Configuring Windows w32time As NTP Client

Command Prompt
Command Prompt

To get info from the NTP server in the command line, type

w32tm /query /configuration
w32tm /query /status
Time /T 

w32tm /query /configuration gives you the configuration you have set up.

w32tm /query /status gives you information such as:

  • stratum
  • leap indicator
  • precision
  • last sync
  • NTP server
  • poll interval

time /T outputs the current system time.

Note: w32tm /query was first made available in the Windows Time client versions of Windows Vista, and Windows Server 2008.  See Windows Time Service Tools and Settings

Configuring w32time As NTP Client

The performance of w32time as NTP client depends strongly on the w32time software version. However, Microsoft has started to improve the accuracy you can achieve with w32time if you run the versions that are shipped with Windows Server 2016, or Windows 10 version 1607, or later.

However, by default many versions of the w32time (“Windows Time”) service shipped with Windows send “symmetric active peer” packets instead of “client” mode packets, and normally the NTP daemon (ntpd) as an NTP server should not even reply to such packets, unless the “symmetric actice” packet really comes from an authenticated peer.

However, since many years ntpd has implemented a workaround where it doesn’t handle such dumb peer requests as it would do for real peers, but anyway sends a reply, just to satisfy those w32time clients.

Correctly Specifying an own NTP server

w32time is the name of the service which is normally configured automatically to query the time from a domain controller in an Active Directory domain, if the machine is a member of an AD domain, or from one of Microsoft’s public NTP servers which can be accessed via, if the machine is a standalone machine or an AD domain controller.

The w32tm command, however, is an utility program that can be run in a console (cmd) window with administrator permissions to configure and monitor the w32time service. The following commands can be used to specify the host name or IP address of an external NTP server to be queried, and check the current settings.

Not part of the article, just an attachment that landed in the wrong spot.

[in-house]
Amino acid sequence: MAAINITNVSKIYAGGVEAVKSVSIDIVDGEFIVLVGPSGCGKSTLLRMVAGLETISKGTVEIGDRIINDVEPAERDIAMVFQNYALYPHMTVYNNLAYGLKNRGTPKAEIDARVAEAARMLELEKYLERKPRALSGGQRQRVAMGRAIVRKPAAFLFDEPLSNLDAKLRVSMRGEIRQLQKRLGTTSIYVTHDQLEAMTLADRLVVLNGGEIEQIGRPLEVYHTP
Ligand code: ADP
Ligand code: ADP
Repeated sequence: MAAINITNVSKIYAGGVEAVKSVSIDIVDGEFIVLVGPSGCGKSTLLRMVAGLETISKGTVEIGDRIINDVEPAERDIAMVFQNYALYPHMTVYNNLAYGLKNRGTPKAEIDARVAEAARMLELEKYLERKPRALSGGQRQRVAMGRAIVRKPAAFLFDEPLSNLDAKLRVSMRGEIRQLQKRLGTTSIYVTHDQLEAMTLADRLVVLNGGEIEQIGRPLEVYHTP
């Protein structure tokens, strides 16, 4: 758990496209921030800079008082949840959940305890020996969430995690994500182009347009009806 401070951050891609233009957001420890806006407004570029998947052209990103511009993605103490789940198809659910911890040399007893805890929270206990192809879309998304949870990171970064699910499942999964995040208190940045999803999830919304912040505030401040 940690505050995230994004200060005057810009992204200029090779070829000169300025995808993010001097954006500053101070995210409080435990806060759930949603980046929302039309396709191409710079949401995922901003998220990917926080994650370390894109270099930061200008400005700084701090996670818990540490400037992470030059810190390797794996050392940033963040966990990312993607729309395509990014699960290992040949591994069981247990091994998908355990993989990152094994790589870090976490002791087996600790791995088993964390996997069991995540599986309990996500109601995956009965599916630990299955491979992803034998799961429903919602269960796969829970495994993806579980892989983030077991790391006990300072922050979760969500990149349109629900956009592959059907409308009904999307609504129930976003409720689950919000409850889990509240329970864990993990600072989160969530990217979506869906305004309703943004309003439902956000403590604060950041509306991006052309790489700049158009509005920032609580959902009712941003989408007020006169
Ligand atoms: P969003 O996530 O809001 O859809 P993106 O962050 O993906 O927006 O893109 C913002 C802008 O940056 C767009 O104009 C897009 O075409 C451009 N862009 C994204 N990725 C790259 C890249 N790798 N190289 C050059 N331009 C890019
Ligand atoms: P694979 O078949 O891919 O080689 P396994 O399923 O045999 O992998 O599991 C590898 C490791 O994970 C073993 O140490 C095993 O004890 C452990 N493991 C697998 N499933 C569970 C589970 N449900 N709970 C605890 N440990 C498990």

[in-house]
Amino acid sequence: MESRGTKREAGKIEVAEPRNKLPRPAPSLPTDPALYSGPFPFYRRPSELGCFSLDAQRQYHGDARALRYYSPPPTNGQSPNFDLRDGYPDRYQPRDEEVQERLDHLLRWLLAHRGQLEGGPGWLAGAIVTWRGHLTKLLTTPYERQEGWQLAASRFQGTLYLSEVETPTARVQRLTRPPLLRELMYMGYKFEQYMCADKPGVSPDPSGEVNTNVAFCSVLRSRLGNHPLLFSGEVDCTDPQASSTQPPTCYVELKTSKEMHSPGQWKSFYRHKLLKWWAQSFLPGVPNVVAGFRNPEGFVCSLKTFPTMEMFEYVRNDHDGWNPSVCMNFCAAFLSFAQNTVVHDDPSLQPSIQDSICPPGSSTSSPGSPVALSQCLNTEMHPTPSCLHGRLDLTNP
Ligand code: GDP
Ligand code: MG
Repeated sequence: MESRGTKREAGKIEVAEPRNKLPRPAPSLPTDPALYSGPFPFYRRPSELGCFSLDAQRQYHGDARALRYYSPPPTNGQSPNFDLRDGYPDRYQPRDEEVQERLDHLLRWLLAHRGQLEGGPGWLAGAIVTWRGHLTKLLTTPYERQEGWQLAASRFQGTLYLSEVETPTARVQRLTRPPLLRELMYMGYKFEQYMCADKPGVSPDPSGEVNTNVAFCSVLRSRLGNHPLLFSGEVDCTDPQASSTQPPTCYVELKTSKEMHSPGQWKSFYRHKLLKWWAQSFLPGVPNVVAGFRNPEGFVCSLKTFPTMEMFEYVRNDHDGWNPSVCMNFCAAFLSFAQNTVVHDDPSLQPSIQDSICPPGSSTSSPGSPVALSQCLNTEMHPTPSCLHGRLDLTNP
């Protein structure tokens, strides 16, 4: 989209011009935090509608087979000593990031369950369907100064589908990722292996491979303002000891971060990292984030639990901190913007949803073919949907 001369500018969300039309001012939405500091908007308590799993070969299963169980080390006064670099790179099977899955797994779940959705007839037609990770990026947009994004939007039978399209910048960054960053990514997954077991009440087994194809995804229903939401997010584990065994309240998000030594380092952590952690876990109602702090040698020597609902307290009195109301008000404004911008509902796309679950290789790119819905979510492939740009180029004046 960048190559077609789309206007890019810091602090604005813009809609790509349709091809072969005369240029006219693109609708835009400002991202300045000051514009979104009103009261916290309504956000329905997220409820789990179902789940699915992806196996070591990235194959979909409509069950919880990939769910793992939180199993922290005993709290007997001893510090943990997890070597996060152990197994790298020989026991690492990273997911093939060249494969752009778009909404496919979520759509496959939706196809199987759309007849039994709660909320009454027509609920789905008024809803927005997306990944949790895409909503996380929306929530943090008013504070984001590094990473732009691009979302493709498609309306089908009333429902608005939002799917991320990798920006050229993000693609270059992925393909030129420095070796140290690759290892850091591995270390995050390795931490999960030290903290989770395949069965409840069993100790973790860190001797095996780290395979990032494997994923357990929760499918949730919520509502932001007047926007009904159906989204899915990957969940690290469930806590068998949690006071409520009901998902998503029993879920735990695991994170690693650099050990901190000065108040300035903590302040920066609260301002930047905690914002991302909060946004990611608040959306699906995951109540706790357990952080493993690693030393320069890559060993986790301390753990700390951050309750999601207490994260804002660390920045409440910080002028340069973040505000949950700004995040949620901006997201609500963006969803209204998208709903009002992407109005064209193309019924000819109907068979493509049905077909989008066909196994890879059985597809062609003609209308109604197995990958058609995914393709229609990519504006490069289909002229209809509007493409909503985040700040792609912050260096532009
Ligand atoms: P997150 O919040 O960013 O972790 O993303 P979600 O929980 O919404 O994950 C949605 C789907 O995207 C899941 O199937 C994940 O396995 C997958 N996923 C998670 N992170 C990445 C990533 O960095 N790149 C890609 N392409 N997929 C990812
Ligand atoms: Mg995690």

When specifying an NTP server then it may be required to add a specific flag to the host name or IP address, even though this is poorly documented by Microsoft. According to the Microsoft documentation at

the following flags are supported:

0x1SpecialIntervalWait the for the special interval instead of the standard interval before sending the next query, see Registry Settings
0x2UseAsFallbackOnlyUse the specified NTP server as fallback only
0x4SymmatricActiveForce sending symmetric active peer requests to the specified NTP server
0x8ClientForce sending client requests to the specified NTP server

As already mentioned above, some versions of w32time use to send symmetric active peer requests to NTP servers by default, but if the NTP server runs the standard NTP software (ntpd) then the server may not reply to such unauthenticated peer requests at all. The normal behavior is to send client requests to a server, in which case the server sends a server reply.

So it’s safe to use flag 0x8, or a combination of other flags with 0x8, if required. E.g., 0x8 and 0x1 would result in a flag 0x9.

So actually the following command can be used to specify a single server:

w32tm /config /manualpeerlist:[serverIP],0x8 /syncfromflags:MANUAL /update


w32tm /config /manualpeerlist:[serverDNS],0x8 /syncfromflags:MANUAL /update

Of course the IP address or the DNS hostname of the NTP server has to be entered instead of [server], and the flag 0x8 is appended after a comma, as explained above.

If several servers are to be configured for redundancy then the servers specified by /manualpeerlist have to be separated by a space, so the whole parameter has to be enclosed in double quotes:

w32tm /config /manualpeerlist:"[server1],0x8 [server2],0x8" /syncfromflags:MANUAL /update

The parameter /update makes sure the changes become effective immediately.

The following command can be used to check the list of servers (actually always labelled peers) that are currently in use:

w32tm /query /peers 

The output of this command also shows a mode for each specified server/peer, which should be 3 (Client) in most cases.

For other options of the w32tm command please see the usage information displayed if the command is run without any parameter.

:!: The net time … command was used on older windows systems to configure the w32time service. However, that command should be used only if the w32tm utility is not available.

Registry Settings

The following settings are required on every node that runs w32time to achieve the best results:

Registry KeyValue

These parameters are controlled via registry settings, or via the some group policies.

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